La Selva is a swath of intact Costa Rican jungle protected from development specifically for use by science researchers and educators. Hints of research projects can be seen along the over 30 miles of pathways that weave through the jungle – a tree tagged with orange tape, a 3-square-foot plot of jungle marked off with string.
La Selva is recognized as one of the most productive field stations in the world for tropical research and peer-reviewed publications. It is an incredibly valuable resource for scientists, and while protected, it is not impermeable. La Selva is a peninsula of land surrounded by intense agriculture. On the direct perimeter of the park, there are banana plantations, pineapple and palm crops and other agriculture where unregulated amounts of pesticides are being used. New research is showing that those pesticides are entering the park.
“La Selva is just over 1600 hectares,” biology professor Lee Dyer said. “It’s really just a fragment, but it’s surrounded by agriculture and some of that agriculture has intensified. There are more pineapple plantations, more palm plantations. The banana plantations have moved from being cooperatives to being run by larger companies, so there are a lot more insecticides, nematocides, fungicides and herbicides that are making their way into La Selva. It’s hard to imagine that those changes would not have an impact on the insect populations here.”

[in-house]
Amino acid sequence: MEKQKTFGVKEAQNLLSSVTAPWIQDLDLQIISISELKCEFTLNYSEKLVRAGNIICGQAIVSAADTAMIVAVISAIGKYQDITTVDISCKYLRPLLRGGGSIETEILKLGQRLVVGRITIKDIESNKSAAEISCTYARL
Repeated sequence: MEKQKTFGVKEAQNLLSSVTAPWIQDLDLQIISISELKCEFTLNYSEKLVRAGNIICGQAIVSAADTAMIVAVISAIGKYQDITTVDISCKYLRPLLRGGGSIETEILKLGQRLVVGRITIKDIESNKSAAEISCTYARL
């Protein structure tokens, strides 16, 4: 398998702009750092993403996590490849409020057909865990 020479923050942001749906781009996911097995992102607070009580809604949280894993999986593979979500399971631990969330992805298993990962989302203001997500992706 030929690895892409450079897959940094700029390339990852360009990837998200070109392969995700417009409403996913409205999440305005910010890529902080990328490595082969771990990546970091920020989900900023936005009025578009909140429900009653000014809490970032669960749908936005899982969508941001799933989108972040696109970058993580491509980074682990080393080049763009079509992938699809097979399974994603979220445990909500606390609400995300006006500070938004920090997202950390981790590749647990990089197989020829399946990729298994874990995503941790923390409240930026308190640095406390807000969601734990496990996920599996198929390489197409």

“It’s really challenging to advocate for any small organism, something that’s not a polar bear that’s losing its habitat,” Dyer said. “But we owe trillions of dollars a year in ecosystem services – pollination, keeping our crops green, keeping our water clean – to the world of insects. We even have to give them credit for a lot of our arts and culture. The movie ‘Alien’ is basically a movie about a parasitoid.”
Source: Nevada Today, March 19, 2020
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